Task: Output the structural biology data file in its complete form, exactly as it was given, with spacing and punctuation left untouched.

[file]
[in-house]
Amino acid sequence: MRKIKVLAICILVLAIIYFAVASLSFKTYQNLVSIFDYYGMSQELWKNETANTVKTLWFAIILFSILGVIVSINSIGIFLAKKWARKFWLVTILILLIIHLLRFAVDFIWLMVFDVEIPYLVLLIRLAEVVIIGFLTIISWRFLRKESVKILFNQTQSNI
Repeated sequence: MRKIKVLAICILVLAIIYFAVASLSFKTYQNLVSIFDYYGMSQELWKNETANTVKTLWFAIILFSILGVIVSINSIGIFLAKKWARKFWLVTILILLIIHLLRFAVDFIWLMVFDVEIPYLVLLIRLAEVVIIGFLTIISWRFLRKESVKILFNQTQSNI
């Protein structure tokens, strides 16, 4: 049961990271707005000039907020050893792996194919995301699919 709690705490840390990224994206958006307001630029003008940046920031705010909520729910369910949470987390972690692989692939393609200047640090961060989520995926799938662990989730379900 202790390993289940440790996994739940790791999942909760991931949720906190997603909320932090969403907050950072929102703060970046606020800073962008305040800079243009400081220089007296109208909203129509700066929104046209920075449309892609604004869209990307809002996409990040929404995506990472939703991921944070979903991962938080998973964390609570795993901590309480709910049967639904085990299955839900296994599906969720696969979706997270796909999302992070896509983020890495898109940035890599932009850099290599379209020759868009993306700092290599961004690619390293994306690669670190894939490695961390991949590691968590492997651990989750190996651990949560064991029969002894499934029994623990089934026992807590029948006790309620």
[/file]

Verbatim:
[in-house]
Amino acid sequence: MRKIKVLAICILVLAIIYFAVASLSFKTYQNLVSIFDYYGMSQELWKNETANTVKTLWFAIILFSILGVIVSINSIGIFLAKKWARKFWLVTILILLIIHLLRFAVDFIWLMVFDVEIPYLVLLIRLAEVVIIGFLTIISWRFLRKESVKILFNQTQSNI
Repeated sequence: MRKIKVLAICILVLAIIYFAVASLSFKTYQNLVSIFDYYGMSQELWKNETANTVKTLWFAIILFSILGVIVSINSIGIFLAKKWARKFWLVTILILLIIHLLRFAVDFIWLMVFDVEIPYLVLLIRLAEVVIIGFLTIISWRFLRKESVKILFNQTQSNI
């Protein structure tokens, strides 16, 4: 049961990271707005000039907020050893792996194919995301699919 709690705490840390990224994206958006307001630029003008940046920031705010909520729910369910949470987390972690692989692939393609200047640090961060989520995926799938662990989730379900 202790390993289940440790996994739940790791999942909760991931949720906190997603909320932090969403907050950072929102703060970046606020800073962008305040800079243009400081220089007296109208909203129509700066929104046209920075449309892609604004869209990307809002996409990040929404995506990472939703991921944070979903991962938080998973964390609570795993901590309480709910049967639904085990299955839900296994599906969720696969979706997270796909999302992070896509983020890495898109940035890599932009850099290599379209020759868009993306700092290599961004690619390293994306690669670190894939490695961390991949590691968590492997651990989750190996651990949560064991029969002894499934029994623990089934026992807590029948006790309620």